All images and text by Pieter Symon. Used with permission.
I was attending the Louvre Museum party of France president elect Emmanuel Macron. It was a great evening and I tried to catch the spirit. The story I try to tell with these pictures is the story of mainly young French people, celebrating that Emmanuel Macron has been chosen president. Attending the event, people cheering and singing along with the national anthem, waving French and European flags, this felt like the celebration of a great victory, of a revolution. Against the background of the Louvre Museum, some of my shots make me think of this painting of French symbol Marianne (see here). That feeling, that is what I tried to capture.
A short comment on gear here: For this project I really had to push my camera to its limits. Actually, shooting at night in combination with a lot of movement, my current camera is not sufficient. But, since I am on a budget, if try to make the best out of it. I still feel it is possible to tell this project’s story, even with the imperfections in the results. I used the Olympus OMD EM1, together with the legacy Olympus Zuiko 50mm 1.8 and the contemporary Olympus Zuiko 25mm 1.8.
Photography to me is a hobby that evolved into a passion. I bought my first ‘workable’ camera, an Olympus PEN EP1, in 2010 for the purpose of documenting my holiday travels around the globe. Since then I’ve been learning how to deal with photography mostly by trial and error, but also by reading websites and blogs like yours. I have never taken a photography course or something.
Soon I began to collect the Olympus Zuiko OM lenses, which I can use with an adapter on the M4/3 format. Of those I most frequently use the 50mm 1.8 and the 35mm 2.8. In the summer of 2015 I bought the Olympus OM-D EM10 (first generation). At the end of 2015 I added both the Olympus 25mm 1.8 and Sigma 60mm and 19mm 2.8 DN.
Although I bought my camera to document travelling, I slowly started to shoot more at home as well, doing some land-, cityscapes and whatever came in front of my camera. Photography during my trips became more and more focussed on portraying my travel mates in an exotic environment (Recently China, Cuba, Uzbekistan, Belarus, Ukraine and Iran) and the people we meet on the road, than just making travel snapshots.
Last year I was asked to shoot a fashion week, something I never did before. Fashion has always intrigued me: I’ve got the books of Helmut Newton on my coffee table, he’s a true inspiration.. So is Juergen Teller. I gladly accepted and challenged myself to deliver as good as possible, but still staying close to what I like. After some online study and practice at home I found myself up to it and went along with the fashion editor to Berlin to shoot runway, backstage and street style at the Berlin Alternative Fashion Week. Especially backstage, where I could really use all the experience I had built up so far, was awesome.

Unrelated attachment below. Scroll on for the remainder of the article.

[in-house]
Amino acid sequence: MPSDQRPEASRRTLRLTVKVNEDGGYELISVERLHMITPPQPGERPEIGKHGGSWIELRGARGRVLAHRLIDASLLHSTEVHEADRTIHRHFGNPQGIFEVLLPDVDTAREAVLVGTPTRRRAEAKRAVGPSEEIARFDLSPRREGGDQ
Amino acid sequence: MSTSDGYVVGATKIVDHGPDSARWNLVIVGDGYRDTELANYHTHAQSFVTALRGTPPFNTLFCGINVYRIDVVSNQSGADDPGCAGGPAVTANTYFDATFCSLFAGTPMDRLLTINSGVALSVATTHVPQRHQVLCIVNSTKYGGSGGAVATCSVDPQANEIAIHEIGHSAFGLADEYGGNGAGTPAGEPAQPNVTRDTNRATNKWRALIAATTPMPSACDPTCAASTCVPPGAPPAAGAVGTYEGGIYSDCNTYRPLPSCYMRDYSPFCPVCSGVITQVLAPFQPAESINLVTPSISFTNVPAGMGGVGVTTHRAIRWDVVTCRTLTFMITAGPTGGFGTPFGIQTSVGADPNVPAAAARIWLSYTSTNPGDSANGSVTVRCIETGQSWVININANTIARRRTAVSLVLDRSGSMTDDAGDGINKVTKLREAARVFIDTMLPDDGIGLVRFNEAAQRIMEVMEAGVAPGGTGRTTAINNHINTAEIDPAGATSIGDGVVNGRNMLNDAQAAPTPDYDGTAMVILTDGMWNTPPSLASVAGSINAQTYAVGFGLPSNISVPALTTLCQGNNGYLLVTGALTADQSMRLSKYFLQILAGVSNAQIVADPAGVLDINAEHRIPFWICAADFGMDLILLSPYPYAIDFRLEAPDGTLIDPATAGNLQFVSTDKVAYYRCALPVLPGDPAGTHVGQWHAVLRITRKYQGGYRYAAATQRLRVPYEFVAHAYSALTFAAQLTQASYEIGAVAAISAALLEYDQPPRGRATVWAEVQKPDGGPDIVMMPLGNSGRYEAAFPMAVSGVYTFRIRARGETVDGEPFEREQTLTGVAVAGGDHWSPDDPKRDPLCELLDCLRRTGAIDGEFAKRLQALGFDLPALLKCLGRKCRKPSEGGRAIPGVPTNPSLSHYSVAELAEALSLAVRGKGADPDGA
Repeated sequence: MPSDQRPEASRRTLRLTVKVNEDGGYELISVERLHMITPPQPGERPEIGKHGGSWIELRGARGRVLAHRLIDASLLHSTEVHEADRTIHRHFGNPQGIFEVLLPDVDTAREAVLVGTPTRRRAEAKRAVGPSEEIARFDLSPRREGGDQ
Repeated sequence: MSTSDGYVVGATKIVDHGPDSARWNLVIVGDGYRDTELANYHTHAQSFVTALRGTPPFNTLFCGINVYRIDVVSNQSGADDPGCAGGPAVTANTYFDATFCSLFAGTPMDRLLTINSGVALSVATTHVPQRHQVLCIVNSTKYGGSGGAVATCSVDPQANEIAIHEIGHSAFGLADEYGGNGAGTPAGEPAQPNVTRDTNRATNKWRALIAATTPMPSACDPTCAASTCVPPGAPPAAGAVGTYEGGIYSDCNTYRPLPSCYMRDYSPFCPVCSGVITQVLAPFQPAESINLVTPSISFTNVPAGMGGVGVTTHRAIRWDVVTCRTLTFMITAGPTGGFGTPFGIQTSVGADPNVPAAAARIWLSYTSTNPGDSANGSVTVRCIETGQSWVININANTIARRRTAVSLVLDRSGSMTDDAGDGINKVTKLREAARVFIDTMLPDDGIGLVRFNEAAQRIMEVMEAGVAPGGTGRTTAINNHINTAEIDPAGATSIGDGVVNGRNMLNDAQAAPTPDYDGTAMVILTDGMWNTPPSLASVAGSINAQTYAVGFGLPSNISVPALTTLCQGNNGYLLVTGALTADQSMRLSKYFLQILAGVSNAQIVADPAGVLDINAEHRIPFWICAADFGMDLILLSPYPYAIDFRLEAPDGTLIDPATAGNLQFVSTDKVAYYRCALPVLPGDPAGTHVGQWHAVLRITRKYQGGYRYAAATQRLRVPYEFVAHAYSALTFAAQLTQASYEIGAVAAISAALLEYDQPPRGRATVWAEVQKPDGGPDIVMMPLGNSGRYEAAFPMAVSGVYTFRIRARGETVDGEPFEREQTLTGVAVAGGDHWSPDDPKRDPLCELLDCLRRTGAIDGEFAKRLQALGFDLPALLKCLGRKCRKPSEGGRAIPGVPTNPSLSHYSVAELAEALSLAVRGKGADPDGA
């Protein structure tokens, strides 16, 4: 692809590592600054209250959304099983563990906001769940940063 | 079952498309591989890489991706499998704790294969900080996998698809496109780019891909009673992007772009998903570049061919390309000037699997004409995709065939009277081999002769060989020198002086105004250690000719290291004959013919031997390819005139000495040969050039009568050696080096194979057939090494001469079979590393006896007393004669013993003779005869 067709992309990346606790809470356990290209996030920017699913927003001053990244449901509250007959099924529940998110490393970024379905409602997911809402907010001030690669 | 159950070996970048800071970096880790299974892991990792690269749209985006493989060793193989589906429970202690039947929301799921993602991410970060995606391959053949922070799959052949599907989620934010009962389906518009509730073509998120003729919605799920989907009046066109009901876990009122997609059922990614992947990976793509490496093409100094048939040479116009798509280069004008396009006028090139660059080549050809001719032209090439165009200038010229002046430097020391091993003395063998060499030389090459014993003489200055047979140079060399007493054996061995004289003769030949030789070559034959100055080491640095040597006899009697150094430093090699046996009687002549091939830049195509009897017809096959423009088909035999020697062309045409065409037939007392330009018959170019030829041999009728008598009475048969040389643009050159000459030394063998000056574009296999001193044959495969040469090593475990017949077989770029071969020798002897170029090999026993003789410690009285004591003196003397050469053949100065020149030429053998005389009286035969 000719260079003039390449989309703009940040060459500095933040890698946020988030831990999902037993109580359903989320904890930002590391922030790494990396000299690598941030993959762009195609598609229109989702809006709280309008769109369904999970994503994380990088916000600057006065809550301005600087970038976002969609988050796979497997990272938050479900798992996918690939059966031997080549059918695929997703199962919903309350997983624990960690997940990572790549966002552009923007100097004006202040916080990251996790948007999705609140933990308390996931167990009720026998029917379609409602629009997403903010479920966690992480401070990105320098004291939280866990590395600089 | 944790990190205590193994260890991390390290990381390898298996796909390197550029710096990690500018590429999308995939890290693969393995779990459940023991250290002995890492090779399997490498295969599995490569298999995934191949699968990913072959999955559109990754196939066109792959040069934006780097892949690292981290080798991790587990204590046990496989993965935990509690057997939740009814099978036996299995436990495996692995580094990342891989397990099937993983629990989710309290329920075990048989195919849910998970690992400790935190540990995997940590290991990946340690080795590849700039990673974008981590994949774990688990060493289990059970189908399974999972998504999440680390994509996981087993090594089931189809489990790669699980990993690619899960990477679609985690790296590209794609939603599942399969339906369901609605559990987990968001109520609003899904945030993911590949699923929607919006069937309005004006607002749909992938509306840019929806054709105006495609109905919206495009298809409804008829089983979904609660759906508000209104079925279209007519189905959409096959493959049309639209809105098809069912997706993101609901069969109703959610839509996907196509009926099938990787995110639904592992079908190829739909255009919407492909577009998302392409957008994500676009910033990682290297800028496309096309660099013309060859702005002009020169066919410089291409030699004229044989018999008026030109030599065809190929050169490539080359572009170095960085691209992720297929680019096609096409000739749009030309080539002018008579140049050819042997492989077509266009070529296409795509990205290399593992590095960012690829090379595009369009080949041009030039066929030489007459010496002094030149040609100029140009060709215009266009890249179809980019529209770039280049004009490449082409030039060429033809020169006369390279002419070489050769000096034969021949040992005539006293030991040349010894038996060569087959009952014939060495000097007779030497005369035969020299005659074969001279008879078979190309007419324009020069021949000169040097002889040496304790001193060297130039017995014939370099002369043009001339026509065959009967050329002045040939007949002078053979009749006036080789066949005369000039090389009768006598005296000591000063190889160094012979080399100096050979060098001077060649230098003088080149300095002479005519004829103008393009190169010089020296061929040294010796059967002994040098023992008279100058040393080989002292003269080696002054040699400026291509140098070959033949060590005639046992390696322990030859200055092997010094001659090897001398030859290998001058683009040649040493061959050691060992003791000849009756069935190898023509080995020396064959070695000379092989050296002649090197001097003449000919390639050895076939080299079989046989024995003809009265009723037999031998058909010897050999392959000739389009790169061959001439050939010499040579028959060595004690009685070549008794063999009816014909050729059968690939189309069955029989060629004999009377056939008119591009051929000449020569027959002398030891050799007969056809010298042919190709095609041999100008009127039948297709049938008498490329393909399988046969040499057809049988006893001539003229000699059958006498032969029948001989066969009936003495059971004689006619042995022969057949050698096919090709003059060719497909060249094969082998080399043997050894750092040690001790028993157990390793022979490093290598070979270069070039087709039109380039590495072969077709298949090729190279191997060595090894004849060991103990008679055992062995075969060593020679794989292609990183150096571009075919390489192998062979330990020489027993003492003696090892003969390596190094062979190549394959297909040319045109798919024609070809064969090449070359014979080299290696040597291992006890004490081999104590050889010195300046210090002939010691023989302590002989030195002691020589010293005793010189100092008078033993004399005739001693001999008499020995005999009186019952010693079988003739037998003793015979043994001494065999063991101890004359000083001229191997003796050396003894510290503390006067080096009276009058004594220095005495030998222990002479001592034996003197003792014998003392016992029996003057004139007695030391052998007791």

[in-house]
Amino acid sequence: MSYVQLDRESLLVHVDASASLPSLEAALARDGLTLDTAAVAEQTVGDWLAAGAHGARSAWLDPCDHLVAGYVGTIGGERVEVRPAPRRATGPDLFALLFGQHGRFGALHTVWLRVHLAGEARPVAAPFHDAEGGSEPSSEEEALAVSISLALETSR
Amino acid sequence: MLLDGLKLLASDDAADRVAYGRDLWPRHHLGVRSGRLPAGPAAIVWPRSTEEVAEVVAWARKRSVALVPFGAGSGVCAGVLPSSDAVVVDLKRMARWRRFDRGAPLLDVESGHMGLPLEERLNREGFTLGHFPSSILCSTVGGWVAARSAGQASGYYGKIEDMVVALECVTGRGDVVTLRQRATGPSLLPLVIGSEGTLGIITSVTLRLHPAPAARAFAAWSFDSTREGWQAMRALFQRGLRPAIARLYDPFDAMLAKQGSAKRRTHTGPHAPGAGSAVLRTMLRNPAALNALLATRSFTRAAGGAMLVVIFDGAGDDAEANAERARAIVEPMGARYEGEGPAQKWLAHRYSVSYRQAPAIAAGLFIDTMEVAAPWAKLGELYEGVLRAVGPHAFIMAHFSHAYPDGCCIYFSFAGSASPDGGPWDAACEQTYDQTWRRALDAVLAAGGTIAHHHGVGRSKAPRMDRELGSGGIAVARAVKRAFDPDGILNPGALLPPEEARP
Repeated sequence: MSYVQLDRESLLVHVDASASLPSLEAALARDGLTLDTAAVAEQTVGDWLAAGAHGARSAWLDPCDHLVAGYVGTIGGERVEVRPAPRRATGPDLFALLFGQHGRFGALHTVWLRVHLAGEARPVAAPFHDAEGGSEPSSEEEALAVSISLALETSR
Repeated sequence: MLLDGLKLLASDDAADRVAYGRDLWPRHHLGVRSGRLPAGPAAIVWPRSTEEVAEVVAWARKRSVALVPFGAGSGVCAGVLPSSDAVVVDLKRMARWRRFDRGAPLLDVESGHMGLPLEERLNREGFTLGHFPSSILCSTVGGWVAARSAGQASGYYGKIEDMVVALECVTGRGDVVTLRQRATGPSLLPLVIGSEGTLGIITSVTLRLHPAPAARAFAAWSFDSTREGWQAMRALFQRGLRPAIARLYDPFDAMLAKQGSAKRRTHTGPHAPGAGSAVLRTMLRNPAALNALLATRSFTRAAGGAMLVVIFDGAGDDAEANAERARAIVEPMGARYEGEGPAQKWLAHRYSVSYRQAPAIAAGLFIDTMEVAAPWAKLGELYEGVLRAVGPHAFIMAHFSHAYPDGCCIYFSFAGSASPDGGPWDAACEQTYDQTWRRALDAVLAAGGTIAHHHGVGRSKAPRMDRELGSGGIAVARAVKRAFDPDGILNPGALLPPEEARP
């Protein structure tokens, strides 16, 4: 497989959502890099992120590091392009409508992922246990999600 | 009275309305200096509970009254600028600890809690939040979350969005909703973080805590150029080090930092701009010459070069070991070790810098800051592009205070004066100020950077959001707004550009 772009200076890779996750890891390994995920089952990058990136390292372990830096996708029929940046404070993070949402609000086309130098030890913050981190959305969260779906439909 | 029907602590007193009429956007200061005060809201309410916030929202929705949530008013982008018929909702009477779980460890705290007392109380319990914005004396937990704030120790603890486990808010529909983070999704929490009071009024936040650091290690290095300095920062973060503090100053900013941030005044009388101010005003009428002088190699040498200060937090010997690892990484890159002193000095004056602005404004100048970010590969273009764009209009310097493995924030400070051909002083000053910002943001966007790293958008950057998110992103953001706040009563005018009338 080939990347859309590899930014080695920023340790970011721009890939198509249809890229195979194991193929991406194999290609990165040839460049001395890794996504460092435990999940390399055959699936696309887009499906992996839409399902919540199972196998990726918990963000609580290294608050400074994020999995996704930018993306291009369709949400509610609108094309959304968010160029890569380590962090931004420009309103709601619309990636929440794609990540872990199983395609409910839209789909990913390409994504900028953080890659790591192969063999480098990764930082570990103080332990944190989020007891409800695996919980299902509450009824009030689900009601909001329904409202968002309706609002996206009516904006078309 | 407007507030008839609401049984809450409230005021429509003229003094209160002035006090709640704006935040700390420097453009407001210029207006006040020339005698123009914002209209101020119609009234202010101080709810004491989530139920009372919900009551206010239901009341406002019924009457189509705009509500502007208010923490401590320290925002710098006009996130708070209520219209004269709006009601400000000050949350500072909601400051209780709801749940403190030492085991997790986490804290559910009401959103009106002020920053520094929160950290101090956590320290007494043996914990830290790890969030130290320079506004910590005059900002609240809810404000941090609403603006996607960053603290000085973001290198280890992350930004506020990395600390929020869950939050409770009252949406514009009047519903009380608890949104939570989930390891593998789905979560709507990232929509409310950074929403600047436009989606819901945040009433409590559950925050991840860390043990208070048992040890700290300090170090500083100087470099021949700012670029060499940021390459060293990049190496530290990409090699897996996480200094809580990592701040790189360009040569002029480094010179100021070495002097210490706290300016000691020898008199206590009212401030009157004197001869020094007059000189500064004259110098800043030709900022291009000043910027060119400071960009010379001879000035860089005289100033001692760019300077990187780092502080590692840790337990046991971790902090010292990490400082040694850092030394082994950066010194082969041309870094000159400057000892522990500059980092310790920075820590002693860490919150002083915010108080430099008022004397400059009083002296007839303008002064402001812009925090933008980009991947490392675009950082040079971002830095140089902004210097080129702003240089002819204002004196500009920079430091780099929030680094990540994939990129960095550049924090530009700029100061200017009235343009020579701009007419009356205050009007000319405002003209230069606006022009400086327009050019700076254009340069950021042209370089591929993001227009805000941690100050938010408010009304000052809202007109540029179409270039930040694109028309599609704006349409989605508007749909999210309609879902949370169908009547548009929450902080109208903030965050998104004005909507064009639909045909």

That fashion experience on its behalve has really influenced my other work. For example, I nowadays shoot way more in portrait mode, I dare more to instruct ‘models’, and I would use the streets as a runway. First I was a witness; through fashion photography I became more of an creator, like a movie director. First my emphasis was on the environment, i.e. land- or cityscape, with the person in it of secondary importance. My fashion photography experience shifted that emphasis from environment to the person.
Although I feel that I am getting better by the day, there’s still so much to improve. I am a hobbyist, not aiming to go professional.
When I am shooting, in general, I am looking for a certain moment that I want to freeze; I am looking for something unique, something that is not common. I know what it is when I see it, it’s hard to explain. But what I do know, is that I want to ‘facilitate’ that moment. Therefore, I find perspective and lines very important. Most of the time, I shoot in black and white; it allows me to focus on lines in the electronic viewfinder. Subsequently, I move around the subject until the perspective and lines are pleasing. I don’t believe in straight horizons; again, for me nowadays the context is slave to the portrayal of the subject.
As soon as I figured out the perspective of the context, the subject itself gets attention. If I cannot communicate with it, I wait for a moment that the subject does what I am hoping for. Sometimes such moment doesn’t appear, that’s too bad. Where I can direct, I would ask the model to move in such way that it complements the context. But here’s a danger: There are a lot of people who are camera shy. Directing such person will not deliver what I am looking for; They feel unconfident, which leads to non-genuine behaviour. Therefore I will mostly only direct models, for all the others I am fatalistic instead of proactive.
I feel that the interaction between subject and context delivers a certain synergie. That’s what I am aiming for. The quest for that, that unique combination, is what drives me. This is why I don’t like to shoot models in a studio; the context is too boring.. That interaction, between subject and context, is more important to me than the interaction between me and the model.
I don’t do photoshop, besides light and colour adjustments, retouch is as far as go. When I import files, first I apply a preset. I crop, straighten (or the opposite) and white balance the picture. I challenge myself to make better, timeless colour pictures, which I find so much harder than B&W pics. If colour doesn’t work, I go for B&W. Going to B&W feels therefore a bit of a failure, which is of course a stupid thought; B&W is amazing as well, I love it, but still: A great colour picture does more to me than a B&W one.
I am sure that Photoshop would improve my output, but I just don’t want to spend more time behind a computer.